@OreoCookie: I agree on the quiet mode, when I was using it on a longer exposure shot (no tripod, but braced on a wall) the mirror popping up actually shook my hands a bit. But just as you, I really don't have a use for continuous shooting.

The Nikon ergonomics are awesome, and I noticed some of you pointed that out, I felt more comfortable in an hour of using a D7000 than I was in the years I've had my 10D. Flash control isn't a huge deal to me, I can just sell my Canon speedlite.

On the question of lenses once more. As I posted above, I have a 28-80 AF 3.3-5.6G and a 70-300 4-5.6, both will AF on the D7000 since it has the motor, so I'm not concerned about that. I'm wondering if the kit lens would be of any benefit to me (since both of the lenses I posted will be affected by crop factor, as they are film full frame lenses) or if I should just get the body only?

Also, for Nikon, what would you guys recommend/prefer as a "walk-around" lens?

Thanks again for all the input!

runlsd
May 30, 2011, 02:51 PM
:confused:

ditto. fast prime zooms?? new development that I'm not aware of? :)

c1phr
May 30, 2011, 03:04 PM
ditto. fast prime zooms?? new development that I'm not aware of? :)

Haha, I assume he's probably talking about non-variable aperture zoom lenses?

flosseR
May 30, 2011, 03:34 PM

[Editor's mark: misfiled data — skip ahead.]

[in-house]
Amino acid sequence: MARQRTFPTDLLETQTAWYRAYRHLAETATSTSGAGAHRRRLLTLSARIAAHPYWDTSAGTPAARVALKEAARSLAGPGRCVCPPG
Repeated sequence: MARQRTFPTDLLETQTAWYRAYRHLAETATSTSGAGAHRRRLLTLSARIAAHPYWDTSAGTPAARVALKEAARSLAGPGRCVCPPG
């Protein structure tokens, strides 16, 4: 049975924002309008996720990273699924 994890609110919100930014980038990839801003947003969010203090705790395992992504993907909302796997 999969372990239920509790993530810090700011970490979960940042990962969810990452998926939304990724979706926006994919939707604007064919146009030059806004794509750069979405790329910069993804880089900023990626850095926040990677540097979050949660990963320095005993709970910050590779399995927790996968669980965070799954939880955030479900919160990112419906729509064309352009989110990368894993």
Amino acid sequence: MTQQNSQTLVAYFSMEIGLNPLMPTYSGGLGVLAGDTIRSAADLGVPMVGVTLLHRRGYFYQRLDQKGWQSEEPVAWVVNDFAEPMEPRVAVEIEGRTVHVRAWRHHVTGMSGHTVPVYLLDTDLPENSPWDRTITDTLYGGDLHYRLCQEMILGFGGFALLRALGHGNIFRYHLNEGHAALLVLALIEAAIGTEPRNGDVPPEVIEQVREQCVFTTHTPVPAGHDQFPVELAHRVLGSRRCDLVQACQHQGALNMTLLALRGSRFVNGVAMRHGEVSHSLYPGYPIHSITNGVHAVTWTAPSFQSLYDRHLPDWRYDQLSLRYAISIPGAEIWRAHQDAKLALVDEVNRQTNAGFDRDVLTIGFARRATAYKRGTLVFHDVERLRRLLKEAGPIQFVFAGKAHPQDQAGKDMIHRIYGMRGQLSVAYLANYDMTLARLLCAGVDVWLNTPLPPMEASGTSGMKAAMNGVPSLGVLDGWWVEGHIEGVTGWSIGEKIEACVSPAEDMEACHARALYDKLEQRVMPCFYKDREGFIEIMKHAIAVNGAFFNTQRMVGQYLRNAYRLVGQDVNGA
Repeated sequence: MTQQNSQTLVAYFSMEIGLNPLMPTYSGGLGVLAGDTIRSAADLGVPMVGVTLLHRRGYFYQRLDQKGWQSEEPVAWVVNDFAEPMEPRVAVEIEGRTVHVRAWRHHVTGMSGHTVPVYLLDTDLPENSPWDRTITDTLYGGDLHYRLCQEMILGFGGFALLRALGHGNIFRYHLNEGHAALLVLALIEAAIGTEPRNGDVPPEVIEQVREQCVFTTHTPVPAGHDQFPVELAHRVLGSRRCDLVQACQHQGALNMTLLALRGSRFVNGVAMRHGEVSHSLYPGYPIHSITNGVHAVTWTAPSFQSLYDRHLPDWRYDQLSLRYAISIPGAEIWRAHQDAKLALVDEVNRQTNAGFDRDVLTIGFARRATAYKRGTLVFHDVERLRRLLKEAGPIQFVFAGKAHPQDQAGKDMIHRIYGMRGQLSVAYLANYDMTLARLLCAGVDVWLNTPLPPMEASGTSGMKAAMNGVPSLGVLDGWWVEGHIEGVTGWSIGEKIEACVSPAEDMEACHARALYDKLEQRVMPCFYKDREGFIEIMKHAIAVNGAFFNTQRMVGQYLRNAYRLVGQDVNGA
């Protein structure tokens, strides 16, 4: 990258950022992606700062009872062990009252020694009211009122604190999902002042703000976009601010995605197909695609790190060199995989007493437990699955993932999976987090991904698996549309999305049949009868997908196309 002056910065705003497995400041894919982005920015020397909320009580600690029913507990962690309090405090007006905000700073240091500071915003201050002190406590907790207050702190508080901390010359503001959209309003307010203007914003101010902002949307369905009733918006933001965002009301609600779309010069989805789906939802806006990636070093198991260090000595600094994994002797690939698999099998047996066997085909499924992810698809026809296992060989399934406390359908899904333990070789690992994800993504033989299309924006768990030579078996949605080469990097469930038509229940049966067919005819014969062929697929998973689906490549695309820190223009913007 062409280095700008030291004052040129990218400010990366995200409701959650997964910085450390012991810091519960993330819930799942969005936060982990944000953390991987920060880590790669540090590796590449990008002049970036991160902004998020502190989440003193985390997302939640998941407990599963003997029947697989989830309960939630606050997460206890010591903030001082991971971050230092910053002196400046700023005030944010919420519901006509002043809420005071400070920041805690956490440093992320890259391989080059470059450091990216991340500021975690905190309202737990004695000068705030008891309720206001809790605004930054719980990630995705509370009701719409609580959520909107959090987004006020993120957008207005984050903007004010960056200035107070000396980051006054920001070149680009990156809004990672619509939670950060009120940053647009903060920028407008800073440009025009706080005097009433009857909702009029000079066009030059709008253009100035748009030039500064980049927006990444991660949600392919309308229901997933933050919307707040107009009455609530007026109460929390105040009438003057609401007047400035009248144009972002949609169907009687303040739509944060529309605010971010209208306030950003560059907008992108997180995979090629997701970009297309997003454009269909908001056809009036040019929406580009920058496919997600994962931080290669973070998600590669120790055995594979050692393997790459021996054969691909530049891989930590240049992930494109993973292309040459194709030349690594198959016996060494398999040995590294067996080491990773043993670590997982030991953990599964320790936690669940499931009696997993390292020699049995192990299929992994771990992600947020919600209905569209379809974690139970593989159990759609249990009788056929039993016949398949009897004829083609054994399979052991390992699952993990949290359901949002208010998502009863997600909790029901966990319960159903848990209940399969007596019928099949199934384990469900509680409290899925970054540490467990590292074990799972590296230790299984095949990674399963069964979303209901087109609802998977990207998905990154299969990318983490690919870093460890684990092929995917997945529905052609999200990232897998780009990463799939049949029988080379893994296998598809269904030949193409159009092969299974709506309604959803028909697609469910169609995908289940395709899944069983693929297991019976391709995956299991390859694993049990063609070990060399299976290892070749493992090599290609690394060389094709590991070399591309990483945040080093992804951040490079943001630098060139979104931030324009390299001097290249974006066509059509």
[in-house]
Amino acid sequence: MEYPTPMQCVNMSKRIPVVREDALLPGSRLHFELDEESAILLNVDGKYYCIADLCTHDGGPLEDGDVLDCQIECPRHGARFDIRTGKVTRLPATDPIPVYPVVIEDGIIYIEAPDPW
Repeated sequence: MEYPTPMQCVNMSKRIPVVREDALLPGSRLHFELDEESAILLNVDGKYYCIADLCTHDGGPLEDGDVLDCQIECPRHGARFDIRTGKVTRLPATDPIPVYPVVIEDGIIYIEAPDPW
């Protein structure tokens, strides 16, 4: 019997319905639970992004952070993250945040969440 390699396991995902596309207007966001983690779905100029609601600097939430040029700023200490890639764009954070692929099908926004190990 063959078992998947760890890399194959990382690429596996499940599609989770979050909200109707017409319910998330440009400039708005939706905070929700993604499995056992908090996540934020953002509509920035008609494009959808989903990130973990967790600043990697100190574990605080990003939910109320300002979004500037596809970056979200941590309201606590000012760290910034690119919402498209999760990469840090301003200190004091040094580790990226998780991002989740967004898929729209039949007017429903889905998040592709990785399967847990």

Also, for Nikon, what would you guys recommend/prefer as a "walk-around" lens?

Thanks again for all the input!
If i would choose any of the kit lenses, i would go with the 18-105VR. the focal length is pretty nice and the lens is IMHO the best of the kit lenses.

I used to have it as my walk around lens and it was really really good. I know a lot of people will make a case for primes but your 28->mm lens is not really wide and as a prim, if you have the cash, i would pick up a 50mm or a 35mm f1.8.

c1phr
May 30, 2011, 03:40 PM
If i would choose any of the kit lenses, i would go with the 18-105VR. the focal length is pretty nice and the lens is IMHO the best of the kit lenses.

I used to have it as my walk around lens and it was really really good. I know a lot of people will make a case for primes but your 28->mm lens is not really wide and as a prim, if you have the cash, i would pick up a 50mm or a 35mm f1.8.

I plan on for sure buying a 50mm 1.8 in the same order as the camera. You said you liked the 18-105VR kit lens, and a few other reviews have said similar, so I may just use that. I was just wondering if there was another lens that might be better, and if it would be worth it to me to buy the body and a walk around lens separate.

glocke12
May 30, 2011, 04:00 PM
If i would choose any of the kit lenses, i would go with the 18-105VR. the focal length is pretty nice and the lens is IMHO the best of the kit lenses.

I used to have it as my walk around lens and it was really really good. I know a lot of people will make a case for primes but your 28->mm lens is not really wide and as a prim, if you have the cash, i would pick up a 50mm or a 35mm f1.8.

I have to second the 18-105, it really is a pretty good lens for a kit lens, I regret letting go of mine.

That said, if you can swing it the 24-70 f2.8 is a SUPERB lens to put on the D7000. It actually comes out to something like 35-105 because of the crop factor, but this lens on the D7000 will literally give you images to drool over.

photographypro